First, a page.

In the Garden:
Southwestern Deserts
October, 2008
Regional Report

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Observe plant combinations and sites in nature to duplicate in your landscape.

Observing Mother Nature in the Chiracahua Mountains

This is Part 2 of my report on choosing landscape plants for the Chiricahua Mountains region at Arizona's southern border. Wherever you might live and garden, copying Mother Nature is an entertaining, instructive, and practical method to create landscape design vignettes.

Hike or drive out into the country and observe what plants are naturally growing where, and in what combination. It is a helpful learning exercise to understand what plants look well together and the growing conditions they prefer. Take notes or photos, including the plants' surrounding conditions (at the base of boulders, on a north- or south-facing slope, in a crevice with minimal soil, morning sun, afternoon shade, extra moisture near a wash or rock wall, along disturbed roadsides). Such observations can stimulate ideas or save you from costly mistakes.

Chiricahua Plant Combinations
For example, hiking creek-side in the Chiracahuas beneath the shade of oak and juniper trees, I saw oversized clumps of four o'clock (Mirabilis longiflora) paired with nearby angel's trumpet (Datura innoxia). Masses of white, fragrant flowers from both species at dusk encouraged me to linger. Four o'clock foliage was deep green and lush, about 3 feet tall and 5 feet wide. They seemed to be growing in more shade than the angel's trumpet, which also grows in full sun in the low desert. Caveat: Also called sacred datura, this plant is toxic and sometimes considered weedy or invasive. Knowing that my landscape doesn't provide similar shade or moisture, I also consulted Summer Forbs of Southeastern Arizona. It states: "Mirabilis longiflora prefers rich soils in partly wooded areas." Okay, knowing those characteristics, I can choose to admire this combo from Mother Nature, but not reproduce it.

Another plant grouping I admired appeared along a path skirting a rock wall and numerous boulders at about 7500 feet. The location benefited from extra moisture accumulating around the base of the boulders after rain, warmth retained by the rock, shade from intense afternoon sun, and likely some protection from wind, creating an effective microclimate. (A microclimate is a specialized pocket of growing conditions). There were about 10 species growing within 10 feet of each other. I particularly liked the look of this threesome:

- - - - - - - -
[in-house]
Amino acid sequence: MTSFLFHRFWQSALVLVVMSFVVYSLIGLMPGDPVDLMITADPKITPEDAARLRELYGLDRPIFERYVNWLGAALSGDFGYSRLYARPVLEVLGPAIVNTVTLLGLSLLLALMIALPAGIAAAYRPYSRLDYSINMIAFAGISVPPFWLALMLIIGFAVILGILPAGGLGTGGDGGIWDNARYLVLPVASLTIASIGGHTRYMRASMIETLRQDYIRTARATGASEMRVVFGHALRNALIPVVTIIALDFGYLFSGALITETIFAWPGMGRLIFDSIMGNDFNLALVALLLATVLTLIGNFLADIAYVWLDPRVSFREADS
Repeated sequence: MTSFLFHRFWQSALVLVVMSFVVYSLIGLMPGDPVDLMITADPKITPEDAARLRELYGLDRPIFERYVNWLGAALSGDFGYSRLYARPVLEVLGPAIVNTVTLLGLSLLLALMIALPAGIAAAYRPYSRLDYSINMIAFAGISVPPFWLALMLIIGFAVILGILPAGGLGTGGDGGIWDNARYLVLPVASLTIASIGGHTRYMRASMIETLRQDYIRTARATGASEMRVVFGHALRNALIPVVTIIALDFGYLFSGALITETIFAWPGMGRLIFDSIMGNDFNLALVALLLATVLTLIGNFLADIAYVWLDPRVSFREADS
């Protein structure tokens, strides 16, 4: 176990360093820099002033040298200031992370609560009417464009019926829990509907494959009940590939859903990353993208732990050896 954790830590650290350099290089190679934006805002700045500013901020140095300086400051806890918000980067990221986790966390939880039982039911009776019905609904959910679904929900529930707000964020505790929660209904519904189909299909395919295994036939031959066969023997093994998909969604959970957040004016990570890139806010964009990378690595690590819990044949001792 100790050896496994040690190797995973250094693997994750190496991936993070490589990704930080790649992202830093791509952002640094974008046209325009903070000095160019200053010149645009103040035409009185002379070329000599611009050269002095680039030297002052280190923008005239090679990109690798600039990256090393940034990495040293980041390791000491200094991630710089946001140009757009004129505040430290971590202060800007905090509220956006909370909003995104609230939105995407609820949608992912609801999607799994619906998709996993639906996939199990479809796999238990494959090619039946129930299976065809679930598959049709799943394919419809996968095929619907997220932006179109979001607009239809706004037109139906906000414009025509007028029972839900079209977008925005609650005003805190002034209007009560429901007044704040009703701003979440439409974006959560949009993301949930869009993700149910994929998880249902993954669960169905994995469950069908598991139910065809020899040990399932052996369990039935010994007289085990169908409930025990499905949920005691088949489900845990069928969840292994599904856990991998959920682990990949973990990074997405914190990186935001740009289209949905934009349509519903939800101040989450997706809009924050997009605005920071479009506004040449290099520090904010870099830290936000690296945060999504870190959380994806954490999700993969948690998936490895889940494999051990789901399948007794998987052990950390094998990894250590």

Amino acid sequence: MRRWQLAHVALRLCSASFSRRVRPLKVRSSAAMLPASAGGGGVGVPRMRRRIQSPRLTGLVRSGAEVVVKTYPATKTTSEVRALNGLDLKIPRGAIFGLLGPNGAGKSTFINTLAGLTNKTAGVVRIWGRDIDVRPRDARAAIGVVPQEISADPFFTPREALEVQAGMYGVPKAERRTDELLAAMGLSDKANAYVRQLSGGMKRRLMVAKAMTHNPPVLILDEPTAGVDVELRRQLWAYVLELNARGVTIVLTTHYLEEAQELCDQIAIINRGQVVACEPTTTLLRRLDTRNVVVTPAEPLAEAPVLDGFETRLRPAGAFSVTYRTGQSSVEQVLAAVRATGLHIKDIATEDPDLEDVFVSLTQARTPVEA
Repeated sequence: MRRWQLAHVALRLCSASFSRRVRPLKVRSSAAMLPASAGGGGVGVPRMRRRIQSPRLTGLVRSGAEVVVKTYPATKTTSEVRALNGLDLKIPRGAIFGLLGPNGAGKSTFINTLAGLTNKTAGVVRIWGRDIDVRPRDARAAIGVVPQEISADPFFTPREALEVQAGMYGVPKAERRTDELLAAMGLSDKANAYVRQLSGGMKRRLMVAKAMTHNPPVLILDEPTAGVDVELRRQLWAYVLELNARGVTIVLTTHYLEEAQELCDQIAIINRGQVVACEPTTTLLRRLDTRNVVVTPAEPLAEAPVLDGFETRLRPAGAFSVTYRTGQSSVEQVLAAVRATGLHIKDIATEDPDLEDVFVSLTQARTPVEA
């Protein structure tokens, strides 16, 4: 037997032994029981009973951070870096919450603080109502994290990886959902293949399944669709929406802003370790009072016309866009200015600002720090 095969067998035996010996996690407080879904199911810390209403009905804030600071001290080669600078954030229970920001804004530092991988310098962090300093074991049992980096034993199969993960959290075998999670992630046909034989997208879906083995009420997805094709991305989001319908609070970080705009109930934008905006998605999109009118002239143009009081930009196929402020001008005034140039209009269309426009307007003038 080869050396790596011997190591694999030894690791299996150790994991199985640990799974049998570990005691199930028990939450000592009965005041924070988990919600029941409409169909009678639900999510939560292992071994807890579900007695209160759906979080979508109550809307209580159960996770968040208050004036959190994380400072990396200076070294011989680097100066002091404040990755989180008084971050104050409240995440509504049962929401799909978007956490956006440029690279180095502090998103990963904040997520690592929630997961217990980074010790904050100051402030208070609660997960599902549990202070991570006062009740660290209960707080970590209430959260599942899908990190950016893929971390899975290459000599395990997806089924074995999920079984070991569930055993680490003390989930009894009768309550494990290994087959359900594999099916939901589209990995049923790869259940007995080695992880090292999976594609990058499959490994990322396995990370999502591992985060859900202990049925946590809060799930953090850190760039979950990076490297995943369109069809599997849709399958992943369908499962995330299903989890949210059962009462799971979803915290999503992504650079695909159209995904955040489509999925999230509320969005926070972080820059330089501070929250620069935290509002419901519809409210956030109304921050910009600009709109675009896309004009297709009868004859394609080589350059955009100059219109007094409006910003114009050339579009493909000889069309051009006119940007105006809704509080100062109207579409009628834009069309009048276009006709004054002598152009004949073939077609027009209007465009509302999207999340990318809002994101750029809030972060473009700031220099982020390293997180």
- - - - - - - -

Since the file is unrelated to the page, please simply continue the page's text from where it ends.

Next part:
Deergrass. I'm not sure which bunchgrass species this was, but their attractive wispy seedheads added delicate movement to the scene. It may have been Muhlenbergia emersleyi or M. rigens. Grasses of Southeastern Arizona states: "Although both of these grasses are rather showy, neither is particularly palatable." Such information from references can help you choose plants less likely to be browsed by critters.

Scruffy prairie clover or whiteflower prairie clover (Dalea albiflora). Tiny white flowers cluster around a cylindrical cone, starting at the base and moving upward through the warm-season bloom period. Many flower spikes appear on a single plant. This native perennial is a nectar source for butterflies and a larval host for dogface butterfly.

Golden crownbeard, butter daisy (Vebesina encelioides). Displaying deep green foliage covered with yellow, daisy-like flowers, this plant seemed to be growing everywhere I visited in Cochise County, always abuzz with pollinators. One reference notes that it has weedy or invasive tendencies, but there are many LYD (little yellow daisy) plants that could substitute for similar color.

My next report will examine microclimates and other plants for Chiricahua Mountains area landscapes.


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